On Wright Field at Dayton, Ohio, the Army was rushing a huge new wind tunnel in which to test 2000 to 2500 horsepower engines, designed to add many miles an hour to the speed of fighting planes. In all the United States we had no tunnel capable of handling these giant power plants. So five hundred A. F. of L. craftsmen were at work. A subcontractor who employed CIO men under a legal contract was given a $36,800 electrical job. He sent five men in January to do the work. The five hundred Federationists promptly walked out. They returned when the War Department called the subcontractor temporarily off the job. But when he was ordered in March to complete his assignment, the Federationists struck again for eighteen days — until the Army threatened to finish the tunnel with civil-service employees unless they went back.

The Curtiss-Wright Propeller Company erected a new factory in Caldwell, New Jersey, to work on orders for $100,000,000 worth of propellers for pursuit, fighter, bomber, interceptor, and patrol planes for the Army and Navy. To determine what union should bargain for the employees, the National Labor Relations Board held an election. Propeller Craft, an independent, beat the A. F. of L.’s Aircraft Lodge No. 703 more than two to one. (The vote was 1094 to 526.) Without any attempt to appeal by statutory methods, the A. F. of L. approved what started as a wildcat strike and for eight days almost closed down the steel-blade department. Because of this, at least 2000 badly needed propellers were not made, and hundreds of fighting aircraft, otherwise ready for service, now are standing idle and useless.

This was the second jurisdictional trouble which had afflicted that one very important defense manufacturer. A dispute between steam fitters and plumbers as to which should install process piping had delayed for two weeks the moving in of the first machine. And there was a third holdup. When another new plant was constructed, in Beaver, Pennsylvania, near Pittsburgh, transformers and permanent power lines were leased from the Duquesne Light and Power Company. The A. F. of L. threatened to stop all construction if the power company was permitted to install this electrical equipment with its own men. The independent union to which Duquesne’s men belonged promised to shut down all power in Pittsburgh if the A. F. of L. did the installation. The A. F. of L. called a strike, and 40 per cent of the men quit. They were out ten days, until the independent union, in the interest of national defense, withdrew its claim and permitted the A. F. of L. to do the work.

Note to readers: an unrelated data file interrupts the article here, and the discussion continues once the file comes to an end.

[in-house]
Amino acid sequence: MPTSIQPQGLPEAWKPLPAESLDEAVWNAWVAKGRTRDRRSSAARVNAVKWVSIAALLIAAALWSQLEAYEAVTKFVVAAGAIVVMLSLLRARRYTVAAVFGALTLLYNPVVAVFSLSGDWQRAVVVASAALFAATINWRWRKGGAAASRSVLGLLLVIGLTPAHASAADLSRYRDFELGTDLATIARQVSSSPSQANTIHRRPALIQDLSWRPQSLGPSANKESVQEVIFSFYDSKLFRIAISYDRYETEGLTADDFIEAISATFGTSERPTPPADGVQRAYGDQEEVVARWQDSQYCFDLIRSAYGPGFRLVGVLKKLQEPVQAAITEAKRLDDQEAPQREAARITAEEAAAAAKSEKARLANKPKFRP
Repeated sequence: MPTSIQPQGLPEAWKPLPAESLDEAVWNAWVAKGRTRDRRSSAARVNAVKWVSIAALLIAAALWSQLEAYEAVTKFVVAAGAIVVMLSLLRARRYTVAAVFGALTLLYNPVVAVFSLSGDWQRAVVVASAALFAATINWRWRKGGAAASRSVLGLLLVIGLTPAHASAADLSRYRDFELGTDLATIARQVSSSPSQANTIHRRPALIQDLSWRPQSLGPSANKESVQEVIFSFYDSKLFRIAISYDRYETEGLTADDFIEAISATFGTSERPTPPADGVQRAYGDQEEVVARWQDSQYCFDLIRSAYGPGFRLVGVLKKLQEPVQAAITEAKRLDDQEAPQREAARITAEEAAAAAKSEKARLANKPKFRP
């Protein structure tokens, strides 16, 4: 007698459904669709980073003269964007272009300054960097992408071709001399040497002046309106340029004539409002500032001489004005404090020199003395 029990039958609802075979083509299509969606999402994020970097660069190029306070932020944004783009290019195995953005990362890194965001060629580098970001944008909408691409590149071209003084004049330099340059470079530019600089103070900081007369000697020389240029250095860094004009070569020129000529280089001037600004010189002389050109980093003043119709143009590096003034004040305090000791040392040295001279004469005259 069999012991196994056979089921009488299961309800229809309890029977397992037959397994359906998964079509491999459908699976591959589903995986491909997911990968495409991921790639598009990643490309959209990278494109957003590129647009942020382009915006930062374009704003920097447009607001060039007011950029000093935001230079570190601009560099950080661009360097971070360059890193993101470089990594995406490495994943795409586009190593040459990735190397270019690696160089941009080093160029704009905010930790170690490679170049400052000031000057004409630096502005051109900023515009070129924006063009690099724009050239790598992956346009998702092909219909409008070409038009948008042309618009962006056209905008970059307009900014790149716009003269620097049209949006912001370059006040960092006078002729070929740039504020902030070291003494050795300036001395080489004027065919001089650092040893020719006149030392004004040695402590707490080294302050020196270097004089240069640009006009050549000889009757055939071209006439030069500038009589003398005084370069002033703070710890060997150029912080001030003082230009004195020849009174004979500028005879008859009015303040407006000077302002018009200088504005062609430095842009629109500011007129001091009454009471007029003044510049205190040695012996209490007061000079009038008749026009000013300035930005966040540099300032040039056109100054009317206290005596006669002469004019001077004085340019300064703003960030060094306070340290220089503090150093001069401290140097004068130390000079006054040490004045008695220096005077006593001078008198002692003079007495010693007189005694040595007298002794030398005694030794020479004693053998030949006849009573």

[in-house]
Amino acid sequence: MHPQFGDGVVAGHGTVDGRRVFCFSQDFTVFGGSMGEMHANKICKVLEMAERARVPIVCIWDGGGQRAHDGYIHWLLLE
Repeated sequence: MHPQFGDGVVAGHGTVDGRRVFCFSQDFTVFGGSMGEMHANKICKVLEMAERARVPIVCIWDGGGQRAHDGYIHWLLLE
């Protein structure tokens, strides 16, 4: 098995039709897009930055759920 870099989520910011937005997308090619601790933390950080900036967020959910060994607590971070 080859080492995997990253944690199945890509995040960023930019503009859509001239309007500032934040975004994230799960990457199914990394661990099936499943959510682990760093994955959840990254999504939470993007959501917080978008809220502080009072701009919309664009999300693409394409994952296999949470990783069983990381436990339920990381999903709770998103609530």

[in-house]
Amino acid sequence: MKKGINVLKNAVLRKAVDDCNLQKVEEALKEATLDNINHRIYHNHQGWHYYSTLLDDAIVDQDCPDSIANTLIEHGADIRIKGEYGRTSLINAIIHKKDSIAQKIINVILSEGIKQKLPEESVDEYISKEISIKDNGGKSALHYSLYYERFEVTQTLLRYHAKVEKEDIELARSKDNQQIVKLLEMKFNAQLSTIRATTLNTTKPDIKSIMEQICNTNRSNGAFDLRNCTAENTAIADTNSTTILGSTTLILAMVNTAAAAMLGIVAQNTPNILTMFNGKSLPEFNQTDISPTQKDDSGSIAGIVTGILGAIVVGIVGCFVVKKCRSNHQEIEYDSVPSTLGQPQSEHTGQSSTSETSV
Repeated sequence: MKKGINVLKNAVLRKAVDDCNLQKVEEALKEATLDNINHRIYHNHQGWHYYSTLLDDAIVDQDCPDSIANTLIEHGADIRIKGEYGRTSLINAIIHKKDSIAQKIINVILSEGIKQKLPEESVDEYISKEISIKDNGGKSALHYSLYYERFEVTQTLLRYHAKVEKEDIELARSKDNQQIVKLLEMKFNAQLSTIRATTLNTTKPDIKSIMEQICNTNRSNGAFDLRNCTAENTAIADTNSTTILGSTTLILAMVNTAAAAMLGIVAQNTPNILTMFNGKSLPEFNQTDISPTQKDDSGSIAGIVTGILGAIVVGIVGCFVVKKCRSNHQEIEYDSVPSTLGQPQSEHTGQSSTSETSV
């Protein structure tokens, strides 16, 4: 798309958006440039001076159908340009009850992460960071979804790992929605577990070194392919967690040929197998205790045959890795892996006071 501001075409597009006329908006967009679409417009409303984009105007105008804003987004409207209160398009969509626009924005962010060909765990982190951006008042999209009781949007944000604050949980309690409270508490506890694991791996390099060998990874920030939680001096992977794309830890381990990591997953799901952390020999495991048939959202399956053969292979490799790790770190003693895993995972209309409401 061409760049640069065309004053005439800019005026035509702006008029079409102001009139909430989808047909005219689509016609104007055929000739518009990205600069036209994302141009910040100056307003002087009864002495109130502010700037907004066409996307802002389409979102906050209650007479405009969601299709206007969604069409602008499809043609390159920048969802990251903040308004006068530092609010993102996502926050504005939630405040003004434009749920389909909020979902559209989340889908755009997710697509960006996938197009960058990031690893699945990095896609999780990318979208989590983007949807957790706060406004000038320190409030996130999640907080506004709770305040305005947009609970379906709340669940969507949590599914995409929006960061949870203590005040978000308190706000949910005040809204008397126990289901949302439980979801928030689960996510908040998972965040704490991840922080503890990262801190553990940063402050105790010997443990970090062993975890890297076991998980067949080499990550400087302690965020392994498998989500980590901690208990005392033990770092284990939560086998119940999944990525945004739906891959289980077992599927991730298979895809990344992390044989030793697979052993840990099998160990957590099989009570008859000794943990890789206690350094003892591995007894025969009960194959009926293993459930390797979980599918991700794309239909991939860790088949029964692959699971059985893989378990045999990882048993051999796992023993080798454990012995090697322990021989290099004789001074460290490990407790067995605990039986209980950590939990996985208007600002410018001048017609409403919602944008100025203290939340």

As this is written the entire Pittsburgh area, one of the busiest and most important in the national defense scheme, is threatened with a general tie-up in the controversy of which the propeller plant was one victim. During the past few months the A. F. of L. has called strikes on millions of dollars’ worth of public and private construction there because the Independent Association of Duquesne Light Company employees insists on handling new electric installation work.

The Pittsburgh Building Trades Council has notified A. F. of L. President Green and Federal officials that unless its claims to jurisdiction are recognized and enforced a general strike will be called all over the world’s largest steelmaking centre, which already is finding it impossible to meet armament demands and care also for pressing civilian needs. A quarter of a million workers, including street-railway and bus employees, are supposed to lay down their tools when this threat is made good.

The question of what union shall make installations of electrical equipment has been a troublesome one generally. In New York this summer it threatened a general building strike and actually did interfere with the $17,000,000 expansion program at the Brooklyn Navy Yard.


Among the more serious of jurisdictional threats to the national defense progress was a recent affair involving the Spicer Manufacturing Company of Toledo and its subsidiary Hillside Steel Products Company of Hillsdale, Michigan. Spicer has orders to supply transmission parts for 70 per cent of the light tanks being made for the Army and our allies, and for most of the half-tractor and Jeep combat vehicles. For steel, without which these could not be made, Spicer depends upon the Hillside subsidiary.

As the result of a National Labor Relations Board election, the Spicer home plant entered into a contract with the CIO United Automobile Workers. But in the Hillsdale plant the A. F. of L. United Automobile Workers won the right to represent employees and obtained a contract.